As the end of the semester nears, many college students feel their stress levels rise. Students realize how much work they still have left to do, and they realize that their time-management skills may not have served them well. They are overwhelmed, tired, possibly sick, and definitely nervous about the outcome.
As you begin to sense your student’s stress, your parental instincts kick in and you want to do everything you can to help. It’s a tricky time. It is important that you let your student know that you’re there for them, you’re ready to listen and offer an encouraging word, but your student needs to find ways of coping on their own. It’s part of the growth of independence and being a college student.
College parenting can be difficult. As parent, you need to tread lightly. It is difficult to step back and watch your student struggle, but sometimes all you can do is offer those encouraging words and a listening ear.
What causes student stress and what does it look like?
The stress that students feel at the end of the semester is very real and can be overwhelming. Students worry about deadlines, final papers, projects, presentations, and final exams. There seems to be so much to do — even for students who thought they were on top of things as the semester progressed.
Different people react to stress differently, of course. Students are no different. Some students will thrive on the stress and adrenaline of the end of the term, while other students may feel overwhelmed and begin to crumble. One thing you can do is to help your student recognize the signs of stress so they can address it as soon as possible. Your student may say they are feeling overwhelmed, but ask whether they are feeling too overwhelmed to be able to do anything. Helping your student analyze the degree of stress is a good beginning.
Can you help from a distance?
If you sense that your college student may be experiencing a stress meltdown, you feel helpless. You can’t take the exam, give the speech, or say goodbye to friends. However, as a parent, coaching from the sidelines, you can help your student at this difficult time.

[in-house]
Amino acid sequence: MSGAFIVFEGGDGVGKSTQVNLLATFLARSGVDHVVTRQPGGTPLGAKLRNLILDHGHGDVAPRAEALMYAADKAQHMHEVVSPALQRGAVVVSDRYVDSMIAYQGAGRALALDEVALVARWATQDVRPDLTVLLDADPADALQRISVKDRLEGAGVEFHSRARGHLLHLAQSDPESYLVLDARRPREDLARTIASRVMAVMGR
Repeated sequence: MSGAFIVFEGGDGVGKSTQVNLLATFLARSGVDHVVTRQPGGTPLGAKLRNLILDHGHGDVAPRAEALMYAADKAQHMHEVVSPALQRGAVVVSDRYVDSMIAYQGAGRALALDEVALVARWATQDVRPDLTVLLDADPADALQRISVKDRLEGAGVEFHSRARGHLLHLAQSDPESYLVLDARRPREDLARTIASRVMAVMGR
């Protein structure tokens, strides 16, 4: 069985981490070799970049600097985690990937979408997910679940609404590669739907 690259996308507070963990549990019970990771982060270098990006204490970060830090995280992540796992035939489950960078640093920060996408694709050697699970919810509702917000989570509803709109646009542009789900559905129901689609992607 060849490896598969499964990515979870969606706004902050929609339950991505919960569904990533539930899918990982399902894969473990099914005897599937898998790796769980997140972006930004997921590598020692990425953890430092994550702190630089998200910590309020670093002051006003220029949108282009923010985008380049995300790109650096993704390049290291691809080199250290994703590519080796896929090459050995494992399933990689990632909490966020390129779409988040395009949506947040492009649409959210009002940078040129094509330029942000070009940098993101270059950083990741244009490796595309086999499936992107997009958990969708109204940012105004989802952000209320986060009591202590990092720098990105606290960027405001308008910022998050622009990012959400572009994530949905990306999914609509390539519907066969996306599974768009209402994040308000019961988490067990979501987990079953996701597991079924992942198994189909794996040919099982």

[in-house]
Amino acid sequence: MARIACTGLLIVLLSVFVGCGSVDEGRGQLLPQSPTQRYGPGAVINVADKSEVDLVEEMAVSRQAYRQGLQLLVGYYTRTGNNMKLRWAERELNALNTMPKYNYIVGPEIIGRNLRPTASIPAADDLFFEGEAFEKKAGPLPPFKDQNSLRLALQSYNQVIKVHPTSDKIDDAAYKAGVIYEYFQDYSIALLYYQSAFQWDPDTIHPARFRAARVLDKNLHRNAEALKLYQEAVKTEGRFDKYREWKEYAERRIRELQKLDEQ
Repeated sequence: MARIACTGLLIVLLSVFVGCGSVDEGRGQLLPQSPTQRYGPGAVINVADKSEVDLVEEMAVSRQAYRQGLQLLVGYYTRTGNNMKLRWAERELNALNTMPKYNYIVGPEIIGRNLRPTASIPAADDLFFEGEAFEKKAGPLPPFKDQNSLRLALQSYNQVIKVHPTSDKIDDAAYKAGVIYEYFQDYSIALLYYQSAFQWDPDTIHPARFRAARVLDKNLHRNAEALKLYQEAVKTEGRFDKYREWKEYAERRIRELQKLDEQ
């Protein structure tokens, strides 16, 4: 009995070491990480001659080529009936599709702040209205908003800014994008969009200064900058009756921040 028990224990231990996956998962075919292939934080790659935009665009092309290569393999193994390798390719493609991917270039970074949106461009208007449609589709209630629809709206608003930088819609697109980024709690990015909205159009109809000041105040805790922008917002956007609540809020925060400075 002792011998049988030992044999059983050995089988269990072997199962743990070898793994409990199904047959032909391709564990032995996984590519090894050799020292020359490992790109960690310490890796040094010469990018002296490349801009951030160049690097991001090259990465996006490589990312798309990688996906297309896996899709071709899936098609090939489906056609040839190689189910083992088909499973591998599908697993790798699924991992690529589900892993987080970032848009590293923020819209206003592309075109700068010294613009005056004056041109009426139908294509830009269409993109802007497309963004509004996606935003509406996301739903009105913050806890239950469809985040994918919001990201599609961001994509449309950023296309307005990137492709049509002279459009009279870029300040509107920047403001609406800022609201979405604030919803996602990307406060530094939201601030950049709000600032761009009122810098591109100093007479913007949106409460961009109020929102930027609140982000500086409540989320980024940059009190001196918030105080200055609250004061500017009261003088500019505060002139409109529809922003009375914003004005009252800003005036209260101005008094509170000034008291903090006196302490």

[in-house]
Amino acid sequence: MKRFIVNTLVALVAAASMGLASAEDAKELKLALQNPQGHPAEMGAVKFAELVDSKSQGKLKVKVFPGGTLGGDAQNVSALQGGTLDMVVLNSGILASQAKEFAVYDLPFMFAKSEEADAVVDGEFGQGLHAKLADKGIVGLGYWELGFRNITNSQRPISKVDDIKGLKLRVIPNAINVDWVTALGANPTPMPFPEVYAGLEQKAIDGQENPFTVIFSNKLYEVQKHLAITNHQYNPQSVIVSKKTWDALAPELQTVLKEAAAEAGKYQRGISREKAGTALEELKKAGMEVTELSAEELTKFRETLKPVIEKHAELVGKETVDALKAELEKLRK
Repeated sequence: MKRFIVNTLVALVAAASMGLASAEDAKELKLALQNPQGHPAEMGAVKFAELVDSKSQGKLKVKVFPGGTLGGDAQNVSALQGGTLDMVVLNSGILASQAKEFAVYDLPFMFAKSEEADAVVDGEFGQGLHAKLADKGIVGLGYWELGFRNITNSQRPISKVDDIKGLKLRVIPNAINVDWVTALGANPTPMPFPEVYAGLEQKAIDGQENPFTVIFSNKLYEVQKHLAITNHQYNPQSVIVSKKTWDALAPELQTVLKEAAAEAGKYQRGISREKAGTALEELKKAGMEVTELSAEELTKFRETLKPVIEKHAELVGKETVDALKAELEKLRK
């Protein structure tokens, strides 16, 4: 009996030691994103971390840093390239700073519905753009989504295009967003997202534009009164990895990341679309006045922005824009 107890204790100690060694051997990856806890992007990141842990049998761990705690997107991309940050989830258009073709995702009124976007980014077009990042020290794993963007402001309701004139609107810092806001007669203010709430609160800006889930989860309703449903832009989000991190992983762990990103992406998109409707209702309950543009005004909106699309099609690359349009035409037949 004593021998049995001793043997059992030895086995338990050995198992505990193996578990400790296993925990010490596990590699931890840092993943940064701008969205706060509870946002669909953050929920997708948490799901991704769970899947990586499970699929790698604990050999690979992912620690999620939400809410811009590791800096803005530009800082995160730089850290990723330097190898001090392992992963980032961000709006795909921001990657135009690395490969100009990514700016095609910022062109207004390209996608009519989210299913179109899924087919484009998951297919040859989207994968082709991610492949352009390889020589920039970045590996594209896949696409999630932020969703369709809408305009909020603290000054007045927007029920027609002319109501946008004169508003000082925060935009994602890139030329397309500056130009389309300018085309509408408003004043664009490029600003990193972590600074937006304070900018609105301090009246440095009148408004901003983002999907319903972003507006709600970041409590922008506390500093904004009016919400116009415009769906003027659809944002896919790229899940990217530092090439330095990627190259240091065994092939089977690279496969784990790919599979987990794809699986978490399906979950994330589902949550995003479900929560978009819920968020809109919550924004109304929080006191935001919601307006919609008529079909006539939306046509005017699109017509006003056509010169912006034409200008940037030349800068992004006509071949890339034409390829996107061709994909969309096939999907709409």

- Give your student some space. It may seem counter-intuitive and it’s not an easy thing to do. Just when your student seems to need help the most, you need to step back. But your student may need some time and/or space. Try to listen carefully to the messages your student sends and decide when it’s best to weigh in and when it’s best to let things go.
- Listen when your student needs to vent. Sometimes, students just need to unload some of their stress or feelings and they don’t really need you to do anything. Once your student has unloaded their feelings, they may be ready to move on. Remember that listening is important. You are helping just by being there.
- Help your student realize that stress is not all bad. A certain amount of stress and challenge keeps us sharp and focused. Problems arise when we begin to feel out of control. Help your student see stress as natural at this time of the semester. It is not the enemy.
- Remind your student that they are not alone. Most students feel pressure at this time in the semester. Even those students who appear to have everything under control are probably feeling challenged. Faculty members, too, are probably feeling some level of end-of-semester stress. All of those papers, presentations and exams need to be graded! It may help your student to realize that everyone is probably feeling just the same way they are.
- Recommend that your student make a list of every single thing that they need to do and then prioritize the list. It may be a daunting task, but it will help your student face what is ahead. Prioritizing the list helps your student create an action plan to tackle things one item at a time. Sometimes beginning is the hardest step.
- Suggest that your student create a schedule for each day of the last few weeks of the semester. When will they be in class? What other obligations do they have? When will they study and do their work? How much time is left for socializing?
- Remind your student not to ignore their health. Sleep is one of the most important, and most ignored, ingredients of good health and clear thinking. Remind your student to make sure to eat well and make the time to sleep.
- Encourage your student to find out what the college has to offer. Are there course review sessions? Extra tutoring? Does the counseling center offer extra sessions? Are there special stress-reducing activities such as yoga, meditation, or even a session with visiting puppies? Encourage your student not to try to do everything alone, and to reach out to those who offer support.
- Remind your student that the semester will end. The final few weeks are just that — a few weeks. College life will not always be this hectic. This is the final sprint to the finish line.
Be patient with your student at this challenging time of the semester. Know that you will feel the tension of feeling helpless, but that the support you provide does make a difference.